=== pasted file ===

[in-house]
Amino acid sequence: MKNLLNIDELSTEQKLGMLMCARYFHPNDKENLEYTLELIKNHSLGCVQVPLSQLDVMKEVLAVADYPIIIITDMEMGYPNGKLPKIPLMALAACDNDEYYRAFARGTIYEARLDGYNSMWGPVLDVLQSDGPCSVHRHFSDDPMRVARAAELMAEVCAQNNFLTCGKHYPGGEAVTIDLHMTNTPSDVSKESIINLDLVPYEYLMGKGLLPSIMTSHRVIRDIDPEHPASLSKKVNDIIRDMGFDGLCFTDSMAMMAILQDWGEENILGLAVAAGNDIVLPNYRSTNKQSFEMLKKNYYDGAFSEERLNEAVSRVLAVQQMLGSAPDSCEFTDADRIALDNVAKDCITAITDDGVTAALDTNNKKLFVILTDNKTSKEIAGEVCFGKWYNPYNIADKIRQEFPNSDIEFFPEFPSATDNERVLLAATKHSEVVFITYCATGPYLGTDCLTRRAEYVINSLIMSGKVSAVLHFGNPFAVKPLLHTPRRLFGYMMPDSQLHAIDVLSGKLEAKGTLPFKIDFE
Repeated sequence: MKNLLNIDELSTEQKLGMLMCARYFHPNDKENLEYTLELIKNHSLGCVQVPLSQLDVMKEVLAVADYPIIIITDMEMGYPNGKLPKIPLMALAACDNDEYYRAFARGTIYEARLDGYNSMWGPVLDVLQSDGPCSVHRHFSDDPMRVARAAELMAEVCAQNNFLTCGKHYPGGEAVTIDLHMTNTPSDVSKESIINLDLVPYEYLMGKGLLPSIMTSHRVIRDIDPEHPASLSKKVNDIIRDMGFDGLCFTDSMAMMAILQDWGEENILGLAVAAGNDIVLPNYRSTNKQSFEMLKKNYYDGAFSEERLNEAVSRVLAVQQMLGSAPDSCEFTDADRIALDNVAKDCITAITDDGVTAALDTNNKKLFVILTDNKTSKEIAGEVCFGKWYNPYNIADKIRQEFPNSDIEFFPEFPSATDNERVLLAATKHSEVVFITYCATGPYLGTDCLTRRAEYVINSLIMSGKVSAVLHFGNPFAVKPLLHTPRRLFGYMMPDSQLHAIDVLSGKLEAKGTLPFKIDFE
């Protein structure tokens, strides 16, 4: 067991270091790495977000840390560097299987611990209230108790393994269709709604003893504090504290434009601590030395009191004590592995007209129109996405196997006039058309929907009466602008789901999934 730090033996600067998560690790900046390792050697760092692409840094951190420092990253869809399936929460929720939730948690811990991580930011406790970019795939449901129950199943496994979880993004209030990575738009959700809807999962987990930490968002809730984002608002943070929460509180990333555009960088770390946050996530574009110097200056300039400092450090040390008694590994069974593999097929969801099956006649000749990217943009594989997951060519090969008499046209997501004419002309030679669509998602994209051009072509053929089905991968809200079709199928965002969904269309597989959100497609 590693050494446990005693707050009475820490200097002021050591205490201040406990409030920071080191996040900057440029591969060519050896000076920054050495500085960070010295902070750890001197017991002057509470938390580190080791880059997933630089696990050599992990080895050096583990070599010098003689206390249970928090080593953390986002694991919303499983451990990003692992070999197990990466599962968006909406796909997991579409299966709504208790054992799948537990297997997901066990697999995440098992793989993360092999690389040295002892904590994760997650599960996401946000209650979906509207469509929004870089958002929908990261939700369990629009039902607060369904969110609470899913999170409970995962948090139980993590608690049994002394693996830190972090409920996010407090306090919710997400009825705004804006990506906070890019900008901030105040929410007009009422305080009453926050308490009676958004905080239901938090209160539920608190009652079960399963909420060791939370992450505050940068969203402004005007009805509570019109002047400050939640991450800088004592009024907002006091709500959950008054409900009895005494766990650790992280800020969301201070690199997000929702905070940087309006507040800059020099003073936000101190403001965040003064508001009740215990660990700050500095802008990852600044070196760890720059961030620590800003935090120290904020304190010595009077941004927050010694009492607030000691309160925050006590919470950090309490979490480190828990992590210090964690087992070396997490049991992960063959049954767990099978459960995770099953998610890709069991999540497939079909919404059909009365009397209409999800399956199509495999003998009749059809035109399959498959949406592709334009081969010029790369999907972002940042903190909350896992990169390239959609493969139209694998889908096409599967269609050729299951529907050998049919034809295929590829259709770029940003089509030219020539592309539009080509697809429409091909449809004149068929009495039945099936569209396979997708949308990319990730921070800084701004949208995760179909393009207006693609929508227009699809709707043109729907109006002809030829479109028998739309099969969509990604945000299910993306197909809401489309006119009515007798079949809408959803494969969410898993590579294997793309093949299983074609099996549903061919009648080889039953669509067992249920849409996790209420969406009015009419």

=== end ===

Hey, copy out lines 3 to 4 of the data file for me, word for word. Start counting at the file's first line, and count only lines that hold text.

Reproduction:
Repeated sequence: MKNLLNIDELSTEQKLGMLMCARYFHPNDKENLEYTLELIKNHSLGCVQVPLSQLDVMKEVLAVADYPIIIITDMEMGYPNGKLPKIPLMALAACDNDEYYRAFARGTIYEARLDGYNSMWGPVLDVLQSDGPCSVHRHFSDDPMRVARAAELMAEVCAQNNFLTCGKHYPGGEAVTIDLHMTNTPSDVSKESIINLDLVPYEYLMGKGLLPSIMTSHRVIRDIDPEHPASLSKKVNDIIRDMGFDGLCFTDSMAMMAILQDWGEENILGLAVAAGNDIVLPNYRSTNKQSFEMLKKNYYDGAFSEERLNEAVSRVLAVQQMLGSAPDSCEFTDADRIALDNVAKDCITAITDDGVTAALDTNNKKLFVILTDNKTSKEIAGEVCFGKWYNPYNIADKIRQEFPNSDIEFFPEFPSATDNERVLLAATKHSEVVFITYCATGPYLGTDCLTRRAEYVINSLIMSGKVSAVLHFGNPFAVKPLLHTPRRLFGYMMPDSQLHAIDVLSGKLEAKGTLPFKIDFE
């Protein structure tokens, strides 16, 4: 067991270091790495977000840390560097299987611990209230108790393994269709709604003893504090504290434009601590030395009191004590592995007209129109996405196997006039058309929907009466602008789901999934 730090033996600067998560690790900046390792050697760092692409840094951190420092990253869809399936929460929720939730948690811990991580930011406790970019795939449901129950199943496994979880993004209030990575738009959700809807999962987990930490968002809730984002608002943070929460509180990333555009960088770390946050996530574009110097200056300039400092450090040390008694590994069974593999097929969801099956006649000749990217943009594989997951060519090969008499046209997501004419002309030679669509998602994209051009072509053929089905991968809200079709199928965002969904269309597989959100497609 590693050494446990005693707050009475820490200097002021050591205490201040406990409030920071080191996040900057440029591969060519050896000076920054050495500085960070010295902070750890001197017991002057509470938390580190080791880059997933630089696990050599992990080895050096583990070599010098003689206390249970928090080593953390986002694991919303499983451990990003692992070999197990990466599962968006909406796909997991579409299966709504208790054992799948537990297997997901066990697999995440098992793989993360092999690389040295002892904590994760997650599960996401946000209650979906509207469509929004870089958002929908990261939700369990629009039902607060369904969110609470899913999170409970995962948090139980993590608690049994002394693996830190972090409920996010407090306090919710997400009825705004804006990506906070890019900008901030105040929410007009009422305080009453926050308490009676958004905080239901938090209160539920608190009652079960399963909420060791939370992450505050940068969203402004005007009805509570019109002047400050939640991450800088004592009024907002006091709500959950008054409900009895005494766990650790992280800020969301201070690199997000929702905070940087309006507040800059020099003073936000101190403001965040003064508001009740215990660990700050500095802008990852600044070196760890720059961030620590800003935090120290904020304190010595009077941004927050010694009492607030000691309160925050006590919470950090309490979490480190828990992590210090964690087992070396997490049991992960063959049954767990099978459960995770099953998610890709069991999540497939079909919404059909009365009397209409999800399956199509495999003998009749059809035109399959498959949406592709334009081969010029790369999907972002940042903190909350896992990169390239959609493969139209694998889908096409599967269609050729299951529907050998049919034809295929590829259709770029940003089509030219020539592309539009080509697809429409091909449809004149068929009495039945099936569209396979997708949308990319990730921070800084701004949208995760179909393009207006693609929508227009699809709707043109729907109006002809030829479109028998739309099969969509990604945000299910993306197909809401489309006119009515007798079949809408959803494969969410898993590579294997793309093949299983074609099996549903061919009648080889039953669509067992249920849409996790209420969406009015009419």